All Breeds Brittany Puppies for Sale Tennessee, TN

Brittany Puppies for Sale in Tennessee, TN

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Brittany Characteristics

The Brittany is a popular "Pointing" breed of dog. A hunting dog that works well with hunters in the field and their families at home, they are very energetic and thrive with a purpose or job they know their owners care about. Brittanys are perfect for people who have lots of enthusiasm and energy – just like the breed itself!

Fast Facts

  • Energy Moderate
  • Size Medium
  • Trainability Responsive

It's easy to see by their coloring and physical characteristics that the Brittany and the Welsh Springer Spaniel are closely related. The Brittany was originally bred in the Brittany region of northwest France and was a commonly traded commodity across the English channel. These dogs are most often seen in liver and brown colored coats. Typically standing between 17-20 inches at the shoulder and weighing between 30-40 pounds, the Brittany packs a lot of energy into a small frame. 


This size may lead some to believe that the Brittany makes a good apartment companion, but their surplus of energy demands a backyard and space to roam around. This breed ranks among the most energetic, so they’re perfect for people with active lifestyles who will enjoy adventures with their pup.


Brittanys are star athletes and, in competition, they’ve won more dual championships than any other breed! Dual championship winners have championship titles in two main categories of competition: in one of the two field trials and in conformation shows. These dogs are extremely intelligent and train very easily, so set yourself up for success by committing to early obedience training and lots of socialization around children, other animals, and large groups of people.

How dog-friendly is Tennessee?

The state has some strong pros and strong cons when it comes to pet safety and dog-friendliness. In fact, different studies come to very different conclusions about Tennessee. Some of that is related to the fact that Tennessee lags behind other states when it comes to its animal welfare laws related to abuse, neglect, fighting, or pet care standards.


One leading study was conducted by the animal advocacy group Pawsafe. Their study ranks all 50 states according to several key criteria, including animal cruelty laws, pet-friendly accommodations, pet services, and the number of dog parks and hiking trails.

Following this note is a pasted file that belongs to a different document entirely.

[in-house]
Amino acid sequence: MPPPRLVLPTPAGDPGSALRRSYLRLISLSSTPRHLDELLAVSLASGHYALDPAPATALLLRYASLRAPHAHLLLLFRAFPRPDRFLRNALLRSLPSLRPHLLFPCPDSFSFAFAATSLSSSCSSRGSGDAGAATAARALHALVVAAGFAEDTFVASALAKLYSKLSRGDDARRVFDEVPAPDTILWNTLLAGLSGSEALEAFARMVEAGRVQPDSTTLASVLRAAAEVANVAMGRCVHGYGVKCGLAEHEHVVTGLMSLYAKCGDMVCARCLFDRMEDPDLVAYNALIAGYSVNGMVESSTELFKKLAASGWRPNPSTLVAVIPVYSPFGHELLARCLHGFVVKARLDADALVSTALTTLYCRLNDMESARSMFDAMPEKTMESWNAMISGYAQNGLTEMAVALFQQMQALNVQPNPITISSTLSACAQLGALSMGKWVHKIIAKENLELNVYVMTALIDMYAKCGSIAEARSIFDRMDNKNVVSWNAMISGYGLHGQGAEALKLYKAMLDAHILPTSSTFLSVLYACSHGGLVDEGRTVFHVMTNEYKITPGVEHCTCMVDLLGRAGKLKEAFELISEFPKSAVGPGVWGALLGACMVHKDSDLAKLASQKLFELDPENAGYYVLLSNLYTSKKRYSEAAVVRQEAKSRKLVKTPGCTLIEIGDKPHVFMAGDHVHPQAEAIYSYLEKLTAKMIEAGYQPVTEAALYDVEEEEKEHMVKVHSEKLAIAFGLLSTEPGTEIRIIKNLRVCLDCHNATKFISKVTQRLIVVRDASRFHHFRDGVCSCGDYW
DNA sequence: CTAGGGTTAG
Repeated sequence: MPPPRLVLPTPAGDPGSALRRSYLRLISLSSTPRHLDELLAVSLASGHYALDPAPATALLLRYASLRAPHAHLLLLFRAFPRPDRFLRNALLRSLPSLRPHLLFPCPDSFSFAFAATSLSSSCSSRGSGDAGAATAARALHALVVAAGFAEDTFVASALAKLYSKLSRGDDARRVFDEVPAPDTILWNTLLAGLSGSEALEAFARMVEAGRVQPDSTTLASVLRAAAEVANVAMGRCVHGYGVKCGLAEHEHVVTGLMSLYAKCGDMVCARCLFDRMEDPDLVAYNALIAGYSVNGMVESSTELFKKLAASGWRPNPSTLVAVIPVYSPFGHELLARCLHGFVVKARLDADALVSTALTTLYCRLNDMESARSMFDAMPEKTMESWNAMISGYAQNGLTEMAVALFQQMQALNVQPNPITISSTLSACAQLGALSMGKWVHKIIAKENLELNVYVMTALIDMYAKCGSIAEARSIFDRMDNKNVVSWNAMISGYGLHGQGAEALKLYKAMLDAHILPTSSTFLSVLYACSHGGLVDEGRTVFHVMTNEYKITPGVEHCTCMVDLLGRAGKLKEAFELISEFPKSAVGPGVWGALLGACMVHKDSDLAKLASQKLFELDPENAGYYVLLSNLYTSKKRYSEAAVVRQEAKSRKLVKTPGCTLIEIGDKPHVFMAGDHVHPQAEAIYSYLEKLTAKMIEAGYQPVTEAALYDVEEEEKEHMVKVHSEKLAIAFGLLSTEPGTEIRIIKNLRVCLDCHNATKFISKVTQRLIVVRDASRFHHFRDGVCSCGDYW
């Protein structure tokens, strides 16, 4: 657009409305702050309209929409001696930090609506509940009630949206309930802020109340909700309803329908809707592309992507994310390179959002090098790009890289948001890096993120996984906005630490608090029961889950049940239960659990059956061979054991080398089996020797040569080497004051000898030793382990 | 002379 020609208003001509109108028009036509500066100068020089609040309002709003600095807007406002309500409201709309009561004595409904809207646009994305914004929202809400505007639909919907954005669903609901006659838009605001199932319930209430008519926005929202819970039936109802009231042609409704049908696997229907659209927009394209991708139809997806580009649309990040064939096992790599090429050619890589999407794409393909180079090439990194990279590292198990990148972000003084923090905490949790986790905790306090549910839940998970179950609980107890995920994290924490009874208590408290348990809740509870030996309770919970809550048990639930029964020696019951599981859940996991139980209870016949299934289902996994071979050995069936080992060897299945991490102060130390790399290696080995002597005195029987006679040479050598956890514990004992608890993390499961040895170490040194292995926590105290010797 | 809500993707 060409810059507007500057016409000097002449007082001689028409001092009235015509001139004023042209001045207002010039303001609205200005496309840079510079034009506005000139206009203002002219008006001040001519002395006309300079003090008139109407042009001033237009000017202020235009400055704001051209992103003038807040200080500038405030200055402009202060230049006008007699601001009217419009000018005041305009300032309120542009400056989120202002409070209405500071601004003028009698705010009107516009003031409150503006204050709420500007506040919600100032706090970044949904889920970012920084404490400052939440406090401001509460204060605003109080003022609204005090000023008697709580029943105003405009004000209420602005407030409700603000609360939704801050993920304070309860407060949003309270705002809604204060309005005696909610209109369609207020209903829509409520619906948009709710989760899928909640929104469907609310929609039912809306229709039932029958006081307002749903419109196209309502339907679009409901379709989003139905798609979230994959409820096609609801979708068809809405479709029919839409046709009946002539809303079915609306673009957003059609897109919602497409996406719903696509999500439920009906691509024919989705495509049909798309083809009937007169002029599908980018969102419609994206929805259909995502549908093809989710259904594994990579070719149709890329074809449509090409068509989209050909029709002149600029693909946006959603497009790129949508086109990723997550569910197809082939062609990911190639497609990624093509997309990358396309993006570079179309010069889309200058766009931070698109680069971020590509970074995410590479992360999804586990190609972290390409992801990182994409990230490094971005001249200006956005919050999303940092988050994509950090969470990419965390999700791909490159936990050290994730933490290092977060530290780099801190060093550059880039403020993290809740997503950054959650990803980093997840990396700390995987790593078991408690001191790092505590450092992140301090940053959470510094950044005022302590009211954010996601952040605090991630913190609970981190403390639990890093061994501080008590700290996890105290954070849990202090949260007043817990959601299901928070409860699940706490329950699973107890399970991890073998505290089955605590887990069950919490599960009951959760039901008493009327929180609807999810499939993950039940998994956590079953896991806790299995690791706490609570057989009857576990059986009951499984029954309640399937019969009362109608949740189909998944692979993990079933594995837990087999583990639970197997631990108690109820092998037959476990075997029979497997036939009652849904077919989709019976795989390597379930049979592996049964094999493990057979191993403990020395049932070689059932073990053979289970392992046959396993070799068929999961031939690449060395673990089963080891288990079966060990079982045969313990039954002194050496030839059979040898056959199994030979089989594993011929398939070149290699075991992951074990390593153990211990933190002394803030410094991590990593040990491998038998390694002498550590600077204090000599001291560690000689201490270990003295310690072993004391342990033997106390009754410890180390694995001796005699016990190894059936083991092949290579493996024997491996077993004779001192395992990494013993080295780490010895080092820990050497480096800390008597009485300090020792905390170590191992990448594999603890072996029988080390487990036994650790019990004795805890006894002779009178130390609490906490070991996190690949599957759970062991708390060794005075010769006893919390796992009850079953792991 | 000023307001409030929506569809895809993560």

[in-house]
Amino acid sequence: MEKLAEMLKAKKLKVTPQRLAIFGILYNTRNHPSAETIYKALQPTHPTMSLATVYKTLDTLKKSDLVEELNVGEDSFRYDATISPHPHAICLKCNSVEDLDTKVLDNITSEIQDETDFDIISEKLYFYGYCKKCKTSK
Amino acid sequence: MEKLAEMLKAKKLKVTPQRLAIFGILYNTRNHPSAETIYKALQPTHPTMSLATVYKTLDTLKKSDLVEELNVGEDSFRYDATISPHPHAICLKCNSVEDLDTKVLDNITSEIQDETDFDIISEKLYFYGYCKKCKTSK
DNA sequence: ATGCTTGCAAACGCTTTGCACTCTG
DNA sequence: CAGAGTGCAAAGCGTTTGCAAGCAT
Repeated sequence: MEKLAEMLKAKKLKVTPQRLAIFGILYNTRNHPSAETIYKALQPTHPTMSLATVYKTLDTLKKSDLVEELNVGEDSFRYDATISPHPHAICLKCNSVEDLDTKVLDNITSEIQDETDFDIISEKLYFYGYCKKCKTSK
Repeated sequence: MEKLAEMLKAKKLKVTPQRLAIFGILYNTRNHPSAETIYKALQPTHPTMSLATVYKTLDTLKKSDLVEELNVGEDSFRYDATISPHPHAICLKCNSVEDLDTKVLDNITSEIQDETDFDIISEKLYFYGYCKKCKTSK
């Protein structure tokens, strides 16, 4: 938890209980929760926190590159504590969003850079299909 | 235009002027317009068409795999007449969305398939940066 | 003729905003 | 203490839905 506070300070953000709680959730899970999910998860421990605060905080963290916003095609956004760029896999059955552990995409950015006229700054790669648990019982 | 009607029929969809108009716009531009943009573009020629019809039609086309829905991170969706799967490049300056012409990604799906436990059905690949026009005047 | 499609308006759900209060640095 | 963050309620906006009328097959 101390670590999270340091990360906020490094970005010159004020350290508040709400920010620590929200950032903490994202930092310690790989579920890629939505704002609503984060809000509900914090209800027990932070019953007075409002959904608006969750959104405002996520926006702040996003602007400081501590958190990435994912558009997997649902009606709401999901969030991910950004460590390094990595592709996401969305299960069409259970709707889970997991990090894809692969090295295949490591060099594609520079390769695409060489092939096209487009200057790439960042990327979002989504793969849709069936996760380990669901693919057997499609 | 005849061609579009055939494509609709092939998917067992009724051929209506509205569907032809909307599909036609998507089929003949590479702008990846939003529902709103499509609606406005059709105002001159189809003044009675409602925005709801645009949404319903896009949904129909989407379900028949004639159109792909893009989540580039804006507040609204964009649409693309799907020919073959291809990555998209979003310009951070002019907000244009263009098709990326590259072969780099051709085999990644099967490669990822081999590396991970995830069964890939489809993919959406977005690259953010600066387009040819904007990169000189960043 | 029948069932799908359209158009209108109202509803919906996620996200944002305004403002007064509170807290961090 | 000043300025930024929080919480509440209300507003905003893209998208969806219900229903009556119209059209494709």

Pawsafe ranked Tennessee fairly low – as the 36th most pet-friendly state. 


However, another reputable study, conducted by the safety review site Safewise ranked Tennessee as the 9th most pet-friendly state. This is in part because of a few cities that have great standards for dog living. 


Combining these two studies together puts Tennessee somewhere in the middle of the pack of pet-friendly states.

Are cities in Tennessee pet-friendly?

Financial services site Wallethub reviewed the 100 largest cities in the country to rank them by pet-friendliness. Here’s how a couple of Tennessee cities fared.

Nashville

Nashville ranked 34th overall, placing 11th in pet budget, 62nd in pet health and wellness, and 75th in outdoor pet-friendliness. 


In a separate ranking by the Trust for Public Land (TPL), Nashville ranked in the 40th spot for dog parks per capita with 1.2 dog parks per 100,000 people. 

Memphis

Memphis also scored well at 47th in pet-friendliness overall.

A few more facts for dog-lovers in Tennessee

BringFido lists Tennessee as a pet-friendly travel destination with over 3700 verified pet-friendly hotels and motels.


Forty-seven percent of Tennessee residents own a dog, which is comfortably above the national dog ownership rate of 40%. 


What kinds of dogs do Tennesseans love? According to the American Kennel Club (AKC), the most popular dogs in Tennessee are Labradors, Beagles, and German Shepherds. Other popular breeds include Huskies, Collies, and Retrievers. 

Animal welfare & dog shelters in Tennessee

Tennessee saved 90,054 dogs and cats during 2020. Approximately 829 animals were killed over this same period.  

Fifty-four out of 101 of the animal shelters within Tennessee are no-kill shelters. The percentage of no-kill shelters is average, but the state has an above-average save rate of 87%. This is just short of the 90% mark needed to be considered a no-kill state.

 

Brittanies Everywhere in Tennessee

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